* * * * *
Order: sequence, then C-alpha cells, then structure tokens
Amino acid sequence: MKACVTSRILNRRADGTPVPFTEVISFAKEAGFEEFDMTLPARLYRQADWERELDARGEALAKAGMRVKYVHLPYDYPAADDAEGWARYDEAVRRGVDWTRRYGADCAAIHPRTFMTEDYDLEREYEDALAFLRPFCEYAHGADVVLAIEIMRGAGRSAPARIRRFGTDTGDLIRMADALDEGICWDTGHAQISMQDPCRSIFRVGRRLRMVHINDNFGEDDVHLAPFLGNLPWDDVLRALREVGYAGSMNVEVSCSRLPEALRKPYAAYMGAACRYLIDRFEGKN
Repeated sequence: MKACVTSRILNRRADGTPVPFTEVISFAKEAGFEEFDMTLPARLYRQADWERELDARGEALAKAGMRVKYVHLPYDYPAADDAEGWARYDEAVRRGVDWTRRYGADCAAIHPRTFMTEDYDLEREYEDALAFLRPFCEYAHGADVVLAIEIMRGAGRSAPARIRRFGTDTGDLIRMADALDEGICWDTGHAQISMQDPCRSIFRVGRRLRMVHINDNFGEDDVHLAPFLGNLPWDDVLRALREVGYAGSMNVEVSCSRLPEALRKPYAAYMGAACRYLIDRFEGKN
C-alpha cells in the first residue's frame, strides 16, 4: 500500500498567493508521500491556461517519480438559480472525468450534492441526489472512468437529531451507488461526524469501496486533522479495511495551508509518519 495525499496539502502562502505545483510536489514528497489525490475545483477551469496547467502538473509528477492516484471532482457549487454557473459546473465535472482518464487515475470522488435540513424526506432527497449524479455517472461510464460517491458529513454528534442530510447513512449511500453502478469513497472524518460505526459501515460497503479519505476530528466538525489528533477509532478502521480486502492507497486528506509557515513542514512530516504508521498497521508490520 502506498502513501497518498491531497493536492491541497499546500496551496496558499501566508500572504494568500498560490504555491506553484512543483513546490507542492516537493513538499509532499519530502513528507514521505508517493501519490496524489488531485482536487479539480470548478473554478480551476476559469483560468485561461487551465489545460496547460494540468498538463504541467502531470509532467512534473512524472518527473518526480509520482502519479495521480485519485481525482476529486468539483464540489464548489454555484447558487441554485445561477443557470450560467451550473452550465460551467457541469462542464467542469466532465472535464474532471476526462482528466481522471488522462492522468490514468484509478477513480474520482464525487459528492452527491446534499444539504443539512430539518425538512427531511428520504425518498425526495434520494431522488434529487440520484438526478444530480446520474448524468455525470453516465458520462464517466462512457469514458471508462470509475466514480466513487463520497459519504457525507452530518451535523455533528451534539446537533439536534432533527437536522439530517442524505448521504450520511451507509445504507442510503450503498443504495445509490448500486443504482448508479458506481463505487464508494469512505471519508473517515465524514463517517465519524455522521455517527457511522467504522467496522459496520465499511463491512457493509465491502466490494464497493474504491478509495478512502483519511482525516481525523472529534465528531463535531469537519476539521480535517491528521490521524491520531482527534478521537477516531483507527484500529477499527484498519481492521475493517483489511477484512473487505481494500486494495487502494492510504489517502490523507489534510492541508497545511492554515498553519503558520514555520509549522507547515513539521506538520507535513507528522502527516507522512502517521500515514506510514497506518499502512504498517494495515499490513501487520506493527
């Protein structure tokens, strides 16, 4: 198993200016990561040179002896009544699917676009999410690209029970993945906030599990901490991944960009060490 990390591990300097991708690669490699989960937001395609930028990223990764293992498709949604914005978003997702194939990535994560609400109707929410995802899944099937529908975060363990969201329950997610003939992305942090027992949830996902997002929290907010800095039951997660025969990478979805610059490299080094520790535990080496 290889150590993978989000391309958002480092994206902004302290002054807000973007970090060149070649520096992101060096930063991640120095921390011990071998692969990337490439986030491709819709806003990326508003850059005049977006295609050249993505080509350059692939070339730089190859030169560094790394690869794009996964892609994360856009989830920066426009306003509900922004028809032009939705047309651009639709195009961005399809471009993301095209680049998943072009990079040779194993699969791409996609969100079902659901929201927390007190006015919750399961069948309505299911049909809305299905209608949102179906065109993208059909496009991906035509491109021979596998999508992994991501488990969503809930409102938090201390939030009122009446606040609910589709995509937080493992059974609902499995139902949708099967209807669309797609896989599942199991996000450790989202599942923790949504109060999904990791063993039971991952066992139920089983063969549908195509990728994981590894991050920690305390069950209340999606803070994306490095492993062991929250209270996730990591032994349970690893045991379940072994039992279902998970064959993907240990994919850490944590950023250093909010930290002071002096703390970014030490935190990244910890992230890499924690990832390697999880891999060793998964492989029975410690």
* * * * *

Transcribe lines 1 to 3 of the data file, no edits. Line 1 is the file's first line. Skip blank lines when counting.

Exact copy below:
Order: sequence, then C-alpha cells, then structure tokens
Amino acid sequence: MKACVTSRILNRRADGTPVPFTEVISFAKEAGFEEFDMTLPARLYRQADWERELDARGEALAKAGMRVKYVHLPYDYPAADDAEGWARYDEAVRRGVDWTRRYGADCAAIHPRTFMTEDYDLEREYEDALAFLRPFCEYAHGADVVLAIEIMRGAGRSAPARIRRFGTDTGDLIRMADALDEGICWDTGHAQISMQDPCRSIFRVGRRLRMVHINDNFGEDDVHLAPFLGNLPWDDVLRALREVGYAGSMNVEVSCSRLPEALRKPYAAYMGAACRYLIDRFEGKN
Repeated sequence: MKACVTSRILNRRADGTPVPFTEVISFAKEAGFEEFDMTLPARLYRQADWERELDARGEALAKAGMRVKYVHLPYDYPAADDAEGWARYDEAVRRGVDWTRRYGADCAAIHPRTFMTEDYDLEREYEDALAFLRPFCEYAHGADVVLAIEIMRGAGRSAPARIRRFGTDTGDLIRMADALDEGICWDTGHAQISMQDPCRSIFRVGRRLRMVHINDNFGEDDVHLAPFLGNLPWDDVLRALREVGYAGSMNVEVSCSRLPEALRKPYAAYMGAACRYLIDRFEGKN